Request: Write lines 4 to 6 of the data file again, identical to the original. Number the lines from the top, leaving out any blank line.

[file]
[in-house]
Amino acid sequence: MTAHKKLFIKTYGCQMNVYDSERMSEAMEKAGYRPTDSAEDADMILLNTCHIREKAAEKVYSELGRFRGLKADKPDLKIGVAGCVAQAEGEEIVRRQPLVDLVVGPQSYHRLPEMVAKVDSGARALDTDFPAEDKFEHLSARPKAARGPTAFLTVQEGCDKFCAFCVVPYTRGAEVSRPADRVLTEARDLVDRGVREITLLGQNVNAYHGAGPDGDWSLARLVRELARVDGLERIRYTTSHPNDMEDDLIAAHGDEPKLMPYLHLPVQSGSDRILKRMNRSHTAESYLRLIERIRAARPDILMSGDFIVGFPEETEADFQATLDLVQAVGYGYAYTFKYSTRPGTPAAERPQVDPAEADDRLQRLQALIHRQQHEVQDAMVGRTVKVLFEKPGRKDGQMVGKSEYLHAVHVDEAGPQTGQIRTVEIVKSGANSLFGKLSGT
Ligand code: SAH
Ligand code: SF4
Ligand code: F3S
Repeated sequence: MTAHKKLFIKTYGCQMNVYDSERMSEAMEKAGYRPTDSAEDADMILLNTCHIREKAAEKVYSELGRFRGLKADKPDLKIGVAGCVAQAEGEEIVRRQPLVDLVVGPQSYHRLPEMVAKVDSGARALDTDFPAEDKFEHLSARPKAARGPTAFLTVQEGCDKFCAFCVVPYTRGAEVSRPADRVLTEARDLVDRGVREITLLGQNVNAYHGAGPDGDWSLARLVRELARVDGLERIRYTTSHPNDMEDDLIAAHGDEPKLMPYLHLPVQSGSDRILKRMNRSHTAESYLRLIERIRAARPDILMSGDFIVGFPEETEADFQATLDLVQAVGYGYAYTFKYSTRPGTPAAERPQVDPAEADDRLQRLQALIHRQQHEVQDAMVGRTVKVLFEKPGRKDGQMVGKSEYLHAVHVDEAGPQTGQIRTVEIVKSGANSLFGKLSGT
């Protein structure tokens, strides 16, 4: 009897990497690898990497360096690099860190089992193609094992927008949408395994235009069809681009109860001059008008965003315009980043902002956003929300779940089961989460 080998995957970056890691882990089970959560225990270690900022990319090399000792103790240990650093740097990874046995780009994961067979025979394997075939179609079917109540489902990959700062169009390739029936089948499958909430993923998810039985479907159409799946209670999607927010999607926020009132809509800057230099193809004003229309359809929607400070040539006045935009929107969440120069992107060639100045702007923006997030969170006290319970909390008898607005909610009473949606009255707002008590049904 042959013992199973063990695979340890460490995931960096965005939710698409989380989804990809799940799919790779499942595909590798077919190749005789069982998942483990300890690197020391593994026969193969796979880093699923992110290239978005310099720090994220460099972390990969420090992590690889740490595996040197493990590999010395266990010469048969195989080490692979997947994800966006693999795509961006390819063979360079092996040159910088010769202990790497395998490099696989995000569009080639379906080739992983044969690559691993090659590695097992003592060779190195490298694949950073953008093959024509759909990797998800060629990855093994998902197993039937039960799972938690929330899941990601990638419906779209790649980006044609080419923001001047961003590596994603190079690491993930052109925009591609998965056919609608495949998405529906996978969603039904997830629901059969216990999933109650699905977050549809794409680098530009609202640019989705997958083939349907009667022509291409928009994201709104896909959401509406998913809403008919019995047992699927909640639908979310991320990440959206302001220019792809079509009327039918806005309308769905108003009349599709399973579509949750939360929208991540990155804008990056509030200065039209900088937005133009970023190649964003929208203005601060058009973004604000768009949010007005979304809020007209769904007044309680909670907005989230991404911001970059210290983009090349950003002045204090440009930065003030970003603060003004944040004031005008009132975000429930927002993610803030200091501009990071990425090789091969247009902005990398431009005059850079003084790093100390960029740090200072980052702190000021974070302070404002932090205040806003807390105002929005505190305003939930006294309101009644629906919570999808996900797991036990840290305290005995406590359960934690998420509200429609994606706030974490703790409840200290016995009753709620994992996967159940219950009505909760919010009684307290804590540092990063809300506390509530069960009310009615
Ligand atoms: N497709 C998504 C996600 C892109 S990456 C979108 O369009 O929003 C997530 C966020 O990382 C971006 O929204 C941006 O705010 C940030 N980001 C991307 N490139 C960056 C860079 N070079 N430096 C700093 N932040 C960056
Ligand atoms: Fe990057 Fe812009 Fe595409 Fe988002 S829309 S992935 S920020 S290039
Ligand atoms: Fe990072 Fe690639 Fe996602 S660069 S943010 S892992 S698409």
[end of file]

Ligand code: SF4
Ligand code: F3S
Repeated sequence: MTAHKKLFIKTYGCQMNVYDSERMSEAMEKAGYRPTDSAEDADMILLNTCHIREKAAEKVYSELGRFRGLKADKPDLKIGVAGCVAQAEGEEIVRRQPLVDLVVGPQSYHRLPEMVAKVDSGARALDTDFPAEDKFEHLSARPKAARGPTAFLTVQEGCDKFCAFCVVPYTRGAEVSRPADRVLTEARDLVDRGVREITLLGQNVNAYHGAGPDGDWSLARLVRELARVDGLERIRYTTSHPNDMEDDLIAAHGDEPKLMPYLHLPVQSGSDRILKRMNRSHTAESYLRLIERIRAARPDILMSGDFIVGFPEETEADFQATLDLVQAVGYGYAYTFKYSTRPGTPAAERPQVDPAEADDRLQRLQALIHRQQHEVQDAMVGRTVKVLFEKPGRKDGQMVGKSEYLHAVHVDEAGPQTGQIRTVEIVKSGANSLFGKLSGT